We are getting there but Shropshire infection rates not falling as fast as the rest of the country. Infection rates plateaued in late January and early February. This might be a product of the testing regime but overall the trend is in the right direction. Downwards. The same is true of Telford & Wrekin where infection rates are falling steeply through around two weeks behind the national picture.
As vaccination rollout continues to accelerate, it can only get better.
The graph above shows comparative trends since the start of the second wave.
Infection rates across England are falling more steeply than locally.
Telford rates have always been higher that Shropshire. In November, there was a significant outbreak at Harper Adams University. In recent weeks, the spread of infection may be through the workplace, Telford having more industrial workplaces that Shropshire. As a result, there are probably a lower proportion of people working from home.
In Shropshire, infection rates plateaued between 25 January and 5 February, stubbornly refusing to fall. Now there is a sign they are on the way down again. But this is provisional data and may be corrected over the next week. The number of tests in Shropshire plateaued at the same time following a call from Shropshire council for people with a wider range of symptoms. The per cent of tests that have proved positive has fallen. That could just be due a people with lesser symptoms coming forward for testing but let’s hope that it is sign a deceasing infection within our community.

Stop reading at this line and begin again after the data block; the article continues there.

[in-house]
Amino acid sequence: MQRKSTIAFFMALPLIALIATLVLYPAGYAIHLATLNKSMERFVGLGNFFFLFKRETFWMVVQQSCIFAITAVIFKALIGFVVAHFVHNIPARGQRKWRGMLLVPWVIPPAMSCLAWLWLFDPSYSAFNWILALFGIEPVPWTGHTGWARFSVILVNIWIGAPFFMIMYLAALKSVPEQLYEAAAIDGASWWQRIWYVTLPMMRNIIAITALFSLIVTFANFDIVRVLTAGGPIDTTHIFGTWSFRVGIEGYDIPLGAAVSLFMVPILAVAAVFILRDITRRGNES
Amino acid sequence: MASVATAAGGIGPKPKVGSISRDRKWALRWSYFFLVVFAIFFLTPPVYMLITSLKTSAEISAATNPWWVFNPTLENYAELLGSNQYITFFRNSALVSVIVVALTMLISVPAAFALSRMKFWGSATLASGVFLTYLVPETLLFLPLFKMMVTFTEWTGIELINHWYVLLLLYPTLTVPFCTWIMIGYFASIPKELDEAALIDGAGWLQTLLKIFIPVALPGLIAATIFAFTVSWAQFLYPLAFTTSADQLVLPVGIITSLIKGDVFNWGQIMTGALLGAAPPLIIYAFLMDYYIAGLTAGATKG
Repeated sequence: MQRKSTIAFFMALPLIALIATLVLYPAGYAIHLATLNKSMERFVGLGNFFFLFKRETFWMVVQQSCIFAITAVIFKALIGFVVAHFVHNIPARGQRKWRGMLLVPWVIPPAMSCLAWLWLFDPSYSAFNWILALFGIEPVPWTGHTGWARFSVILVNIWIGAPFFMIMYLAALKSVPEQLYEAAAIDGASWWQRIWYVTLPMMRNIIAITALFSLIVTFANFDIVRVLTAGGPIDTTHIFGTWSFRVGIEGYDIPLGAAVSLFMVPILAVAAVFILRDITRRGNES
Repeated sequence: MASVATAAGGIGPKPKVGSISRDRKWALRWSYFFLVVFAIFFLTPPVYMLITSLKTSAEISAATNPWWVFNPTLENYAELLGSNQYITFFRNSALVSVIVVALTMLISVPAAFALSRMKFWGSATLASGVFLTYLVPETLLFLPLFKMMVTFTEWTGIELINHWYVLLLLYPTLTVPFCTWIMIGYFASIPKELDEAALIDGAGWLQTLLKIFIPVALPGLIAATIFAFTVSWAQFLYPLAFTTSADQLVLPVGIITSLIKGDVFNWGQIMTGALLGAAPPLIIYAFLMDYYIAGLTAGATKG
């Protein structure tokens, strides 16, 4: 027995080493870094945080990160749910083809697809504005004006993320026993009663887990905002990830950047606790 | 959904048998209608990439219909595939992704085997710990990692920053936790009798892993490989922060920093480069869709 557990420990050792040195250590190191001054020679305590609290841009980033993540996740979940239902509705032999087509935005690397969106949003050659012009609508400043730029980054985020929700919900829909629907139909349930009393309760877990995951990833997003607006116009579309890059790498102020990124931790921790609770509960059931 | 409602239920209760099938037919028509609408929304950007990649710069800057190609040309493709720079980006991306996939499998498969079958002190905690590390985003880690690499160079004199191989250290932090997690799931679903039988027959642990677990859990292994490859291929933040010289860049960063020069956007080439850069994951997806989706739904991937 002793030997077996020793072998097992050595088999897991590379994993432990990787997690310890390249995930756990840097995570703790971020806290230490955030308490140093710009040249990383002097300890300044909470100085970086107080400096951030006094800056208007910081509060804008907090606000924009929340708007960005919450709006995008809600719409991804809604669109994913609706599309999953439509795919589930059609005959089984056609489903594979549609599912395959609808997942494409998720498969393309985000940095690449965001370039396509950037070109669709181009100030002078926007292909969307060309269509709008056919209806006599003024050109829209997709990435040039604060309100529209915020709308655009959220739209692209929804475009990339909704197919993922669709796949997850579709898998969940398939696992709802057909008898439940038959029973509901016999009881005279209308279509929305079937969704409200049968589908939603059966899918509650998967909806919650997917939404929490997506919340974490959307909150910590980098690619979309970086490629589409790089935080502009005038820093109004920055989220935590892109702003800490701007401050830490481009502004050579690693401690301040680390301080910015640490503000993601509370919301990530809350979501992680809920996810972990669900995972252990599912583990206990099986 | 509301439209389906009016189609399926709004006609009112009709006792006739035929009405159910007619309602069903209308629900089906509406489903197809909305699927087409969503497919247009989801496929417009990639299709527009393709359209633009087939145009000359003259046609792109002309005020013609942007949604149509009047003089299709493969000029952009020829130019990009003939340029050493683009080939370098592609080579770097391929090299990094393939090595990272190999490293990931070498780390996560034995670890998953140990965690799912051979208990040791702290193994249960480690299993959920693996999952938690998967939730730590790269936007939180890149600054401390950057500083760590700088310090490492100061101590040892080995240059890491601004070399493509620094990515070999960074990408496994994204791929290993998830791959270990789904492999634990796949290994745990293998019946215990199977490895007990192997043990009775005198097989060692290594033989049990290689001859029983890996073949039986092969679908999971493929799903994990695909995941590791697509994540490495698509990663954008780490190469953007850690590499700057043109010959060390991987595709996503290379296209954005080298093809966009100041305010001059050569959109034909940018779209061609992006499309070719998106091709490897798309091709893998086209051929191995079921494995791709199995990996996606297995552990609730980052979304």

Infection rates are falling cross the county. They remain low in the south west Shropshire though there has been a small outbreak in care setting in the Bishop’s Castle area. The most recent data show a seven day infection rate of 100 per 100,000 for Ludlow and 646 for Shrewsbury.